BC Court of Appeal reduces damages award due to evidence that post-accident condition will improve

The court was left to speculate on the initial basis for the award

BC Court of Appeal reduces damages award due to evidence that post-accident condition will improve

The BC Court of Appeal has reduced an award for future loss of housekeeping capacity due to expert prognosis that the plaintiff’s post-accident condition will improve.

In Howes v. Liu, 2023 BCCA 316, Anna Liu was sitting in the front seat of her husband’s vehicle when it was rear-ended by another car. Liu sustained a soft tissue injury to her lower back and a hip malalignment. As a result, she commenced a lawsuit against the defendants, Marnie Howes and Douglas Liu.

Anna Liu was 49 years old at the time of the accident, and she worked as a finance manager. Before the accident, Liu enjoyed skiing, bowling, participating in occasional company softball tournaments, snowshoeing, travelling, baking, and socializing. Additionally, Liu and her husband divided household chores, and she was designated to cook, clean, wash the dishes, sweep, mop, vacuum, and clean the windows. Liu estimated that she spent about 12 to 15 hours a week before the accident on chores, including making meals, clearing tables, and doing dishes.

After the accident, Liu struggled physically. She experienced pain in her lower back, hip, and her legs with any period of walking. Before the accident, Liu was responsible for most of the housekeeping inside their big home with some help from her husband. However, for the six months after the accident, Liu could only spend about 20 to 30 minutes of housekeeping before she would have to rest.

During the trial, Liu tendered evidence from three physicians while the defendants presented two experts. After carefully reviewing the evidence, the trial judge ultimately granted an award of non-pecuniary damages, past loss of housekeeping capacity, future loss of housekeeping capacity, cost of future care, and specials.

The defendants appealed the awards for non-pecuniary damages and loss of housekeeping capacity, arguing that the trial judge made factual errors in assessing the evidence and made inordinately high awards. The defendants also asserted that the trial judge failed to make essential findings on the central issues regarding the loss of housekeeping capacity.

Liu led considerable evidence about the extent of assistance needed in order to perform her pre-accident housekeeping chores. The trial judge made a pecuniary award of $30,000 for past loss of housekeeping capacity and $80,000 for future loss of housekeeping capacity. The BC Court of Appeal found that since the evidence demonstrates that Liu could not perform the usual and necessary household work she had done before the accident, it was open to the judge to make a pecuniary award.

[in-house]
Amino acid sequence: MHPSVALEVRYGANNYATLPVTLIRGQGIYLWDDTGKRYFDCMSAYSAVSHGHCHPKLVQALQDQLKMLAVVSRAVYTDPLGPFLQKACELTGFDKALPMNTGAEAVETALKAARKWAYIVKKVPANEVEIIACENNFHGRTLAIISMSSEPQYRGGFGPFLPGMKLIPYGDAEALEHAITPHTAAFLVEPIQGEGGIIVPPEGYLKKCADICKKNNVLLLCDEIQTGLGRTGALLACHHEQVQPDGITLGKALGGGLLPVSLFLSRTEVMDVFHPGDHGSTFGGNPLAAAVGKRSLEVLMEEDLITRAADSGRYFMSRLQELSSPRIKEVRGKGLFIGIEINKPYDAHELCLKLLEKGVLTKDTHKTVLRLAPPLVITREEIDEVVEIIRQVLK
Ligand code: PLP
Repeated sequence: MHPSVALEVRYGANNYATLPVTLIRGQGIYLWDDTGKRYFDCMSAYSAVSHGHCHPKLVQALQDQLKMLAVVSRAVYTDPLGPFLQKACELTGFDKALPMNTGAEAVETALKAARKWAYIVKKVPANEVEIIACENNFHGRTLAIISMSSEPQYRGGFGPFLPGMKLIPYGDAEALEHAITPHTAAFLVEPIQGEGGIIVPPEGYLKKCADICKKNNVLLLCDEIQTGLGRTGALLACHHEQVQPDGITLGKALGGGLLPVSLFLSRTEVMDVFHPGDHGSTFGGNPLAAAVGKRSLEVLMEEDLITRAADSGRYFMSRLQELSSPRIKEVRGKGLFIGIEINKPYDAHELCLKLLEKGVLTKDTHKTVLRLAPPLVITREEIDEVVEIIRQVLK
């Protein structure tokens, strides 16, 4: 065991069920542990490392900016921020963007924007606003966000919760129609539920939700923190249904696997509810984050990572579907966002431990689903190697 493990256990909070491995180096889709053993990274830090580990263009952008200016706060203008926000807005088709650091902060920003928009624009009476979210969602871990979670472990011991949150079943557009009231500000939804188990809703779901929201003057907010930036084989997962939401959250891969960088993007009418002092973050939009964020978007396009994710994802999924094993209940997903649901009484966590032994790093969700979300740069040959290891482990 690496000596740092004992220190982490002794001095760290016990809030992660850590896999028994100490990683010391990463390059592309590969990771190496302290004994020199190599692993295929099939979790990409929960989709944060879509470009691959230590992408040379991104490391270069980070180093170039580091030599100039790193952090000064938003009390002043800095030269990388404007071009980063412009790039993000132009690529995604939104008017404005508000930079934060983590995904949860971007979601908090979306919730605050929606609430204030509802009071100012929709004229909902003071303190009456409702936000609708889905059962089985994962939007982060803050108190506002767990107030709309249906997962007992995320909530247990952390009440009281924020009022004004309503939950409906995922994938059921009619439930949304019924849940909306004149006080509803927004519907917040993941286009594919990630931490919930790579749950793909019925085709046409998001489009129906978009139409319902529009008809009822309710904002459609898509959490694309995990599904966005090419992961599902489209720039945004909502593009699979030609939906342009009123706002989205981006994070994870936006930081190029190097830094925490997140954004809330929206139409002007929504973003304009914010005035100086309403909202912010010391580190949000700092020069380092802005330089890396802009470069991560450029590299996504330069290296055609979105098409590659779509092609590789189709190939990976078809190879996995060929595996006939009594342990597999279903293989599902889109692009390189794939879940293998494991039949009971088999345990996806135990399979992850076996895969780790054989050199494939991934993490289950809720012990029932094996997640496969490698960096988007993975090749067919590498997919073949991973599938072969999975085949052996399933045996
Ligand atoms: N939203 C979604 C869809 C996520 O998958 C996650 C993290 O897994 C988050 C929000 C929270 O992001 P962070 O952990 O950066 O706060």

The defendants objected to the amount awarded, alleging that the trial judge failed to address the medical evidence that the respondent’s symptoms would improve with the treatment she had commenced. The court noted that all three expert evidence presented expressed the opinion that the respondent’s symptoms would improve over time. The expert believed that with appropriate rehabilitation, Anna Liu would experience a greater than 85 percent improvement in her symptoms and have minimal functional limitations in the long term.

The BC Court of Appeal noted that the trial judge did not present his findings concerning the central issue of the prognosis and whether he accepted or rejected the expert’s opinion. The judge was not obliged to accept the expert’s opinion, but in light of the fact that the prognosis was a live issue, and that the other two expert opinions said that Anna Liu would experience some improvement in her symptoms over time, the court found it difficult to assess the appropriateness of the award without having the benefit of the judge’s conclusion as to the respondent’s prognosis.

The appeal court said that while the judge did not explain the foundation of the past loss award, the court found the evidence sufficient to support the $30,000 award for loss that had occurred. However, the court noted that the award for future loss of housekeeping capacity depended on assessing whether the respondent’s condition would likely improve over time.

The appeal court said, “The judge seemingly chose a number at random without providing any explanation, again leaving this court to speculate on its basis.”

The court noted that the trial judge did not make a finding as to the plaintiff’s prognosis, but the evidence was consistent that her symptoms would likely improve over time. Accordingly, the court concluded that in the absence of a finding on prognosis and an explanation for the award of $80,000 for future loss of housekeeping capacity, the award could not be sustained.

In the end, the court decided to set aside the trial judge’s award of $80,000 for future loss of housekeeping capacity and substituted an award of $55,000.

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